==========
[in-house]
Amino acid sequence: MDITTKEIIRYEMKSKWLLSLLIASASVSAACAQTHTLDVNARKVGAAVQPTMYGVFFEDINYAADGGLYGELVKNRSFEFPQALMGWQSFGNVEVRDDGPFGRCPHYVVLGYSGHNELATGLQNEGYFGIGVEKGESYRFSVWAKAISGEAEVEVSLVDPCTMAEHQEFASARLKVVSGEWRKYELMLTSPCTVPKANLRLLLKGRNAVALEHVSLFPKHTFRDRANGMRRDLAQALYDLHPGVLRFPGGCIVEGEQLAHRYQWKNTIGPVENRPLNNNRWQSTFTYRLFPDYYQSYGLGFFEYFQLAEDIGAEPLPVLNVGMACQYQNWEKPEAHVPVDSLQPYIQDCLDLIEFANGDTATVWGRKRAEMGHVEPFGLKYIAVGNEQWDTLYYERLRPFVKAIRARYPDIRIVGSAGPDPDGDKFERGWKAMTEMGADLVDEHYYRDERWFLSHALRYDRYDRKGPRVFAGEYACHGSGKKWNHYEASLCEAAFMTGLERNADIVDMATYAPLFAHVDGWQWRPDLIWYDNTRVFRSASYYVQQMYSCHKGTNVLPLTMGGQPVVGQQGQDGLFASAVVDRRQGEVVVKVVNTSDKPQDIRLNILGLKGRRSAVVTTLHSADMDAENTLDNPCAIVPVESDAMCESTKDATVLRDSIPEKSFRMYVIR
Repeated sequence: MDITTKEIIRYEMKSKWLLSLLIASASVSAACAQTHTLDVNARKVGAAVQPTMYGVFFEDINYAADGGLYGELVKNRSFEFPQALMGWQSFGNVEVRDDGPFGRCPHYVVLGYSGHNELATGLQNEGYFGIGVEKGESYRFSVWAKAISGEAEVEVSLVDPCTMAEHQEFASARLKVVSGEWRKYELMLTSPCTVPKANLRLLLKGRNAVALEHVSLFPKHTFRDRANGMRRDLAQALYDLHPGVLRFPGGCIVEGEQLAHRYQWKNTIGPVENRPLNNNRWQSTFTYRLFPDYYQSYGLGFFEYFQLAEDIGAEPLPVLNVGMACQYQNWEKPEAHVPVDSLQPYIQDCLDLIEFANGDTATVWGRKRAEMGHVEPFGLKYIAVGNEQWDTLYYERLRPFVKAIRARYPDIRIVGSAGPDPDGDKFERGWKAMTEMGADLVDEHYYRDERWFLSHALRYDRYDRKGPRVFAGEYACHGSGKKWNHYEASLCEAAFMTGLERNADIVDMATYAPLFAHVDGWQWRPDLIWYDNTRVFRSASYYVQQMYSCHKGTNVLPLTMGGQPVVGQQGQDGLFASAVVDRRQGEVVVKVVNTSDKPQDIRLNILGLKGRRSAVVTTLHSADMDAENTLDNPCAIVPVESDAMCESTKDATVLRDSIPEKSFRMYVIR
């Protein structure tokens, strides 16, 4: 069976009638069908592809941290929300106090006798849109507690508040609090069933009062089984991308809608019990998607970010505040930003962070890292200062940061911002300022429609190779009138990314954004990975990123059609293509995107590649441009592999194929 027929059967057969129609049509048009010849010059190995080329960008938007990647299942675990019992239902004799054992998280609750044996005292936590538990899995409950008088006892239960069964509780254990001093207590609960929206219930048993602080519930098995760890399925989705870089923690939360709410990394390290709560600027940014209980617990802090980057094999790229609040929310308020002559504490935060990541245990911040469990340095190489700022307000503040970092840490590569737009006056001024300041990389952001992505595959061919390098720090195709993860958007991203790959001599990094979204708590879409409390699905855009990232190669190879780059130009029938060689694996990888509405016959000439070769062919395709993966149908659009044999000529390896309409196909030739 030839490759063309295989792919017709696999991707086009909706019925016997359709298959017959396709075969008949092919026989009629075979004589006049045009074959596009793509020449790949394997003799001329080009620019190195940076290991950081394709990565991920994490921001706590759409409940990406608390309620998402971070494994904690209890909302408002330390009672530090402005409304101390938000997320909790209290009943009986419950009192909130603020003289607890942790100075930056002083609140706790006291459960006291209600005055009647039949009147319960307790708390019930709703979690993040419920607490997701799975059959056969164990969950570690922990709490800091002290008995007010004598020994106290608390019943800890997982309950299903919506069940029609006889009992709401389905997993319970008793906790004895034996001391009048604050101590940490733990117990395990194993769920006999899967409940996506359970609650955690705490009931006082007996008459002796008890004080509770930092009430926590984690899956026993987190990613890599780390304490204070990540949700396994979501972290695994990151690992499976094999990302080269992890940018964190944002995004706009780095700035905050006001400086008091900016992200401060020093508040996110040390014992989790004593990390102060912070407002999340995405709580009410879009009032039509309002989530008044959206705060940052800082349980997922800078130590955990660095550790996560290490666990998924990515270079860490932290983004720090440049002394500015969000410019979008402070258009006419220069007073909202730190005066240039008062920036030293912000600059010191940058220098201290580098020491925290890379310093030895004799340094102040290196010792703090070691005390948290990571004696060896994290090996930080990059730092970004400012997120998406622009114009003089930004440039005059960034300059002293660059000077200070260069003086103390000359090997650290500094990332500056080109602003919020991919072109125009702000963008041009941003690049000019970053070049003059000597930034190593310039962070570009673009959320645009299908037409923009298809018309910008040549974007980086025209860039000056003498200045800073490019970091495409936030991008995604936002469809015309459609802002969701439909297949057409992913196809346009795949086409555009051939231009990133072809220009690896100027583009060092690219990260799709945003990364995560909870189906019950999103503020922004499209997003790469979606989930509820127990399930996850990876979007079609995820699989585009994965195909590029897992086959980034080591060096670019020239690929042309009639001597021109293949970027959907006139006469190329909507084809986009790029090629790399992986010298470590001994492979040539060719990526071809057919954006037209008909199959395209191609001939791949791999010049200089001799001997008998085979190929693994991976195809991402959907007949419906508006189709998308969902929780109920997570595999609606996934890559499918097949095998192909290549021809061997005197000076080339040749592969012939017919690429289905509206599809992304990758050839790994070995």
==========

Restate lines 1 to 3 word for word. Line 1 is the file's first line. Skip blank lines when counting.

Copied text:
[in-house]
Amino acid sequence: MDITTKEIIRYEMKSKWLLSLLIASASVSAACAQTHTLDVNARKVGAAVQPTMYGVFFEDINYAADGGLYGELVKNRSFEFPQALMGWQSFGNVEVRDDGPFGRCPHYVVLGYSGHNELATGLQNEGYFGIGVEKGESYRFSVWAKAISGEAEVEVSLVDPCTMAEHQEFASARLKVVSGEWRKYELMLTSPCTVPKANLRLLLKGRNAVALEHVSLFPKHTFRDRANGMRRDLAQALYDLHPGVLRFPGGCIVEGEQLAHRYQWKNTIGPVENRPLNNNRWQSTFTYRLFPDYYQSYGLGFFEYFQLAEDIGAEPLPVLNVGMACQYQNWEKPEAHVPVDSLQPYIQDCLDLIEFANGDTATVWGRKRAEMGHVEPFGLKYIAVGNEQWDTLYYERLRPFVKAIRARYPDIRIVGSAGPDPDGDKFERGWKAMTEMGADLVDEHYYRDERWFLSHALRYDRYDRKGPRVFAGEYACHGSGKKWNHYEASLCEAAFMTGLERNADIVDMATYAPLFAHVDGWQWRPDLIWYDNTRVFRSASYYVQQMYSCHKGTNVLPLTMGGQPVVGQQGQDGLFASAVVDRRQGEVVVKVVNTSDKPQDIRLNILGLKGRRSAVVTTLHSADMDAENTLDNPCAIVPVESDAMCESTKDATVLRDSIPEKSFRMYVIR
Repeated sequence: MDITTKEIIRYEMKSKWLLSLLIASASVSAACAQTHTLDVNARKVGAAVQPTMYGVFFEDINYAADGGLYGELVKNRSFEFPQALMGWQSFGNVEVRDDGPFGRCPHYVVLGYSGHNELATGLQNEGYFGIGVEKGESYRFSVWAKAISGEAEVEVSLVDPCTMAEHQEFASARLKVVSGEWRKYELMLTSPCTVPKANLRLLLKGRNAVALEHVSLFPKHTFRDRANGMRRDLAQALYDLHPGVLRFPGGCIVEGEQLAHRYQWKNTIGPVENRPLNNNRWQSTFTYRLFPDYYQSYGLGFFEYFQLAEDIGAEPLPVLNVGMACQYQNWEKPEAHVPVDSLQPYIQDCLDLIEFANGDTATVWGRKRAEMGHVEPFGLKYIAVGNEQWDTLYYERLRPFVKAIRARYPDIRIVGSAGPDPDGDKFERGWKAMTEMGADLVDEHYYRDERWFLSHALRYDRYDRKGPRVFAGEYACHGSGKKWNHYEASLCEAAFMTGLERNADIVDMATYAPLFAHVDGWQWRPDLIWYDNTRVFRSASYYVQQMYSCHKGTNVLPLTMGGQPVVGQQGQDGLFASAVVDRRQGEVVVKVVNTSDKPQDIRLNILGLKGRRSAVVTTLHSADMDAENTLDNPCAIVPVESDAMCESTKDATVLRDSIPEKSFRMYVIR